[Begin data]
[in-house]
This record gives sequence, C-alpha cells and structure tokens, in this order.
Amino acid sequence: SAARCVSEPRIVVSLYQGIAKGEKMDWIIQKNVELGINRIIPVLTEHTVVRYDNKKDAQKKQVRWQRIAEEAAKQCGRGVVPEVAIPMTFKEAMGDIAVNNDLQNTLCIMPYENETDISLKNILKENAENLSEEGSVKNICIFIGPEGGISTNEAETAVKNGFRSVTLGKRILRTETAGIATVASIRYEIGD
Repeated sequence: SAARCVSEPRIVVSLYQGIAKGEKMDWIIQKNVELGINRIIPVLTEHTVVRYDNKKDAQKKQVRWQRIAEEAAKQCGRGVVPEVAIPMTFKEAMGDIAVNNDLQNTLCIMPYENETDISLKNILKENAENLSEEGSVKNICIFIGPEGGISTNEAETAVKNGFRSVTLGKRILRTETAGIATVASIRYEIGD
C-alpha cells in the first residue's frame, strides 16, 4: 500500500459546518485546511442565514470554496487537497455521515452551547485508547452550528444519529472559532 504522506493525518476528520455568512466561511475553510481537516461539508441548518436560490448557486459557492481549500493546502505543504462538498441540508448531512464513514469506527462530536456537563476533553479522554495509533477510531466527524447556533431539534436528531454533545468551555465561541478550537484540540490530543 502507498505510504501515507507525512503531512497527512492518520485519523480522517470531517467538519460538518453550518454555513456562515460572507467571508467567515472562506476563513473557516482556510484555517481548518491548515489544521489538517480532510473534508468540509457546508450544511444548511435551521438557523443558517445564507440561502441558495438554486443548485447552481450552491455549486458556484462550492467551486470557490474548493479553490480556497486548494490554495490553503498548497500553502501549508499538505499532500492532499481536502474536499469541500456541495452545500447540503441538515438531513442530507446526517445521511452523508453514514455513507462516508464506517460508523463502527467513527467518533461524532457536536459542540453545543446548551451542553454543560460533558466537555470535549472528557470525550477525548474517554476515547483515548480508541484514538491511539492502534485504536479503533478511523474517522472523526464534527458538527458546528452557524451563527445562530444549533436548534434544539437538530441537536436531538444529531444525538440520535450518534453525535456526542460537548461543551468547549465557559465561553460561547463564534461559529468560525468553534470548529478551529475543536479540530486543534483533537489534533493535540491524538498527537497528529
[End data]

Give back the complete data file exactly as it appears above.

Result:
[in-house]
This record gives sequence, C-alpha cells and structure tokens, in this order.
Amino acid sequence: SAARCVSEPRIVVSLYQGIAKGEKMDWIIQKNVELGINRIIPVLTEHTVVRYDNKKDAQKKQVRWQRIAEEAAKQCGRGVVPEVAIPMTFKEAMGDIAVNNDLQNTLCIMPYENETDISLKNILKENAENLSEEGSVKNICIFIGPEGGISTNEAETAVKNGFRSVTLGKRILRTETAGIATVASIRYEIGD
Repeated sequence: SAARCVSEPRIVVSLYQGIAKGEKMDWIIQKNVELGINRIIPVLTEHTVVRYDNKKDAQKKQVRWQRIAEEAAKQCGRGVVPEVAIPMTFKEAMGDIAVNNDLQNTLCIMPYENETDISLKNILKENAENLSEEGSVKNICIFIGPEGGISTNEAETAVKNGFRSVTLGKRILRTETAGIATVASIRYEIGD
C-alpha cells in the first residue's frame, strides 16, 4: 500500500459546518485546511442565514470554496487537497455521515452551547485508547452550528444519529472559532 504522506493525518476528520455568512466561511475553510481537516461539508441548518436560490448557486459557492481549500493546502505543504462538498441540508448531512464513514469506527462530536456537563476533553479522554495509533477510531466527524447556533431539534436528531454533545468551555465561541478550537484540540490530543 502507498505510504501515507507525512503531512497527512492518520485519523480522517470531517467538519460538518453550518454555513456562515460572507467571508467567515472562506476563513473557516482556510484555517481548518491548515489544521489538517480532510473534508468540509457546508450544511444548511435551521438557523443558517445564507440561502441558495438554486443548485447552481450552491455549486458556484462550492467551486470557490474548493479553490480556497486548494490554495490553503498548497500553502501549508499538505499532500492532499481536502474536499469541500456541495452545500447540503441538515438531513442530507446526517445521511452523508453514514455513507462516508464506517460508523463502527467513527467518533461524532457536536459542540453545543446548551451542553454543560460533558466537555470535549472528557470525550477525548474517554476515547483515548480508541484514538491511539492502534485504536479503533478511523474517522472523526464534527458538527458546528452557524451563527445562530444549533436548534434544539437538530441537536436531538444529531444525538440520535450518534453525535456526542460537548461543551468547549465557559465561553460561547463564534461559529468560525468553534470548529478551529475543536479540530486543534483533537489534533493535540491524538498527537497528529